Your application is the most important factor in choosing a microscope. What you need to see and what you want to do with that image will determine what kind of microscope you need. Microscopes typically come in two types: compound or stereo microscope.
The most common is the compound microscope. It is the one most people visualize when they think about microscopes. A microscope with one eyepiece is called a monocular microscope; with two eyepieces it is called a binocular microscope, or it might have an additional camera tube and is called a trinocular microscope. The compound microscope has a number of objectives (the lens closest to the object being viewed) of varying magnification mounted in a rotatable nosepiece. It uses a light source beneath the stage to illuminate slides. These microscopes are generally used to view very small objects such as cells or bacterium. Magnification of compound microscope scopes range from 40X up to 1000X. Actual magnification can be figured by multiplying the power of the eyepiece by the power of the objective lens.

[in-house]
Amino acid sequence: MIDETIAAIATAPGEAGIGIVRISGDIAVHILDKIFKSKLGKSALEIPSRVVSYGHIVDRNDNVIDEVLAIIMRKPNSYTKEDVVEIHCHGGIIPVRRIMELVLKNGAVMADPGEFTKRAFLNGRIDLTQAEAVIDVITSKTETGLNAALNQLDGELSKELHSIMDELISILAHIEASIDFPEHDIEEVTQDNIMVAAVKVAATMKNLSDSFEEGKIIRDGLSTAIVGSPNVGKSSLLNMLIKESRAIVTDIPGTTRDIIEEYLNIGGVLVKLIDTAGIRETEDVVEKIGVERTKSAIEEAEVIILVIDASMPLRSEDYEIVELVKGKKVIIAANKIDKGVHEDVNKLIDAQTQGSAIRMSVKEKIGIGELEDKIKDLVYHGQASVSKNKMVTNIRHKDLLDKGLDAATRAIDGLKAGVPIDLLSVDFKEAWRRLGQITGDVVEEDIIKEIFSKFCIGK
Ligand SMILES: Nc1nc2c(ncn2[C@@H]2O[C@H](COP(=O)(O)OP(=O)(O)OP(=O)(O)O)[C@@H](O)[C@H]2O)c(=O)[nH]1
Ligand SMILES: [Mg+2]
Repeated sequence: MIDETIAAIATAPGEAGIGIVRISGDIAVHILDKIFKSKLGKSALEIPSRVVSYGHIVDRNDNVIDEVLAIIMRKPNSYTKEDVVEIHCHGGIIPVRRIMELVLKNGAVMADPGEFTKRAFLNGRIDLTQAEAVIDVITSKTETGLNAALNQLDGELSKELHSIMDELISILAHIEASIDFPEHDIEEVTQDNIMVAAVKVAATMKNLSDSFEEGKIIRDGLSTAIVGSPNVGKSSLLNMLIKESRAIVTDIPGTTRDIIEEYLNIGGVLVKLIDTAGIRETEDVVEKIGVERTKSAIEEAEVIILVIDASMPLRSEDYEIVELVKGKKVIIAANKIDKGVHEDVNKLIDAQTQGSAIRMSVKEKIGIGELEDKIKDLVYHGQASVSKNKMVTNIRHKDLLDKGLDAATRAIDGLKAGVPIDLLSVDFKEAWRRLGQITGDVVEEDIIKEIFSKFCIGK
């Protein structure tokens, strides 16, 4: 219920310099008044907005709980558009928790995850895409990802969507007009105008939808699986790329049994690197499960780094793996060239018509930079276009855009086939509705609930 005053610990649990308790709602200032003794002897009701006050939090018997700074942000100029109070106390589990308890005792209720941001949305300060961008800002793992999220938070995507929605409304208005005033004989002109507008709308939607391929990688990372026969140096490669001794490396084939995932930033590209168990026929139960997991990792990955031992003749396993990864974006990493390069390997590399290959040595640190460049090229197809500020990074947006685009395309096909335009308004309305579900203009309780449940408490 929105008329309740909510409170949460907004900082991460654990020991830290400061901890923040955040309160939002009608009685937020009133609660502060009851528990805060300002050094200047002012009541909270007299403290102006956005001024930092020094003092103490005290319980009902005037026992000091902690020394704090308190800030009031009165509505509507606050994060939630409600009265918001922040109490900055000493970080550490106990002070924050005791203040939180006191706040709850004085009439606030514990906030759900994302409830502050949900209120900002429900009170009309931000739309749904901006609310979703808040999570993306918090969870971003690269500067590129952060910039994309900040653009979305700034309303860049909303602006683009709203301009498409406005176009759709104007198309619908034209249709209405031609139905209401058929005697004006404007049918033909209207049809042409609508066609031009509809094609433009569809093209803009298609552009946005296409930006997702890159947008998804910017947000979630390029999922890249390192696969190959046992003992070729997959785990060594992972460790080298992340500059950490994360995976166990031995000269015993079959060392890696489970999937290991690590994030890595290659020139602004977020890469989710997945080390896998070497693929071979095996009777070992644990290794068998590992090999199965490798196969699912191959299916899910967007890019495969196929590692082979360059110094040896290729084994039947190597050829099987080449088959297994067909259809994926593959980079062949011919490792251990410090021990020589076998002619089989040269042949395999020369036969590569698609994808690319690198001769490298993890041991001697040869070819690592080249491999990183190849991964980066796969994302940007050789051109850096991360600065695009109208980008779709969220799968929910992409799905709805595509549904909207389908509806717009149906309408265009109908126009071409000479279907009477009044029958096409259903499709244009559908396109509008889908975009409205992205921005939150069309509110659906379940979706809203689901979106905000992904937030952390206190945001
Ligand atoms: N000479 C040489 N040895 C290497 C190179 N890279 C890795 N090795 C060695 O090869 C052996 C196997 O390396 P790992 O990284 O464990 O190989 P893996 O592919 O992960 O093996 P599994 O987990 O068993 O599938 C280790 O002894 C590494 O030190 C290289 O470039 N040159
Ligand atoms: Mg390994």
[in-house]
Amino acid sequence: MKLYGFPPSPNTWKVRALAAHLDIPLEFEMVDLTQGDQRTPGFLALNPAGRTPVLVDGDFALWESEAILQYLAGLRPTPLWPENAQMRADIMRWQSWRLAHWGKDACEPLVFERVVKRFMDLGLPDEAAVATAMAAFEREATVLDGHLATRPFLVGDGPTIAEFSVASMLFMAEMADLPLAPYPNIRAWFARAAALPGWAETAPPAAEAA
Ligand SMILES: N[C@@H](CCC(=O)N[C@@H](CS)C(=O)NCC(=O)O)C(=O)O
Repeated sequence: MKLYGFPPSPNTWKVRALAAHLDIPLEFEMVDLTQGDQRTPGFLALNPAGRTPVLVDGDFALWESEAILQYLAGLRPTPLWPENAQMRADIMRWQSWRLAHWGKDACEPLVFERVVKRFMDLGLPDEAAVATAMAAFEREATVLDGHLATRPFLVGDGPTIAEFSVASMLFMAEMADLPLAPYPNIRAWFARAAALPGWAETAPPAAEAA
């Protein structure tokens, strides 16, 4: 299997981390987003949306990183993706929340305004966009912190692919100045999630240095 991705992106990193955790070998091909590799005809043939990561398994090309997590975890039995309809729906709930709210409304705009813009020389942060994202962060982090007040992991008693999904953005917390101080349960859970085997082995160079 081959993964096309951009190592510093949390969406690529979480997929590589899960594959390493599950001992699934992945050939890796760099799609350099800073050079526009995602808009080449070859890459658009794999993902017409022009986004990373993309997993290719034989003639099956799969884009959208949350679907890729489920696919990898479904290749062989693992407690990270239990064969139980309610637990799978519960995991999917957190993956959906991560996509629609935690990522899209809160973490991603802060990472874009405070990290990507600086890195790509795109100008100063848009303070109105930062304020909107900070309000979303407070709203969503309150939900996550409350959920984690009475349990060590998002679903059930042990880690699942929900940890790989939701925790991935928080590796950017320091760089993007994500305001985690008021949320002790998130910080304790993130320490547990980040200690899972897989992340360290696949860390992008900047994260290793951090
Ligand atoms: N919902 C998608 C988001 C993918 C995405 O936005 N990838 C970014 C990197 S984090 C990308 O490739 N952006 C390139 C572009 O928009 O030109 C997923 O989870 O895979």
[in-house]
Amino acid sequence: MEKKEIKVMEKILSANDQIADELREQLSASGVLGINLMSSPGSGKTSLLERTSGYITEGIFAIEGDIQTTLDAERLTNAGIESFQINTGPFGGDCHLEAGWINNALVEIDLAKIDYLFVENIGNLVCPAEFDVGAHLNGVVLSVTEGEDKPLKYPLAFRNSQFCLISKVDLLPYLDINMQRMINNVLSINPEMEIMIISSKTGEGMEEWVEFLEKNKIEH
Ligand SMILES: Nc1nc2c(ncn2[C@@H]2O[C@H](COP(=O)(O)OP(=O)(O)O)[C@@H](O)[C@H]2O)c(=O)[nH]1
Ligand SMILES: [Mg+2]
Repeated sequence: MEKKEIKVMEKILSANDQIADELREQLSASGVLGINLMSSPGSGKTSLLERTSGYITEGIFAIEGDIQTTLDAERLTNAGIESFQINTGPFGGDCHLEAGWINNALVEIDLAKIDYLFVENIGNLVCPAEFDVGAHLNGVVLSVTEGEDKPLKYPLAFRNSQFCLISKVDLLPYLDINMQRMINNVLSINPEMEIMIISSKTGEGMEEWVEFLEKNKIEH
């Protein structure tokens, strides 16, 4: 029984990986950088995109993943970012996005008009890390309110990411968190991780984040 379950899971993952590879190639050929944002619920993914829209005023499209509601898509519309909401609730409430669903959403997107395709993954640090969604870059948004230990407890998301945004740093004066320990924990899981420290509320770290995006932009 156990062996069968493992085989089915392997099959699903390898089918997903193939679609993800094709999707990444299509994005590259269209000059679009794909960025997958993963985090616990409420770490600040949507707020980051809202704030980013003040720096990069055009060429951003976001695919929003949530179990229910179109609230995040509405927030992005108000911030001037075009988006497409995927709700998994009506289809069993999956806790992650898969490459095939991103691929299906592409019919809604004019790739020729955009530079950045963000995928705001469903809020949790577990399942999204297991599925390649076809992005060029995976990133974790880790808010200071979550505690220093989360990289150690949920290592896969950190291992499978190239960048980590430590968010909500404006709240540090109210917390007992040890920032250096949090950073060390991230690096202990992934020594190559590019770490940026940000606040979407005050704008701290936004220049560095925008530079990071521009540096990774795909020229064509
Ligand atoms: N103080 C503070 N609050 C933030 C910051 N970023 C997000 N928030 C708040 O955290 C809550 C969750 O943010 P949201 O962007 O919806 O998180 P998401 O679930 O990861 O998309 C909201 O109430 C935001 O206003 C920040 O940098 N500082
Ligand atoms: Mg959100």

The other type of microscope is called a stereo microscope or dissecting microscope. It uses two eyepieces and two paired objectives. Stereo microscopes come in models that have full zooming capability and models that just have only two magnification settings. Stereo microscopes are particularly useful for biologists performing dissections, technicians building or repairing circuit boards, paleontologists cleaning and examining fossils or any one who needs to work with their hands on small objects. You can find stereo microscopes that have a built in light source from above, below, or none at all. Magnification is usually much less than that of a compound microscope, but is figured in the same way by multiplying the power of the eyepiece by the power of the objective lens.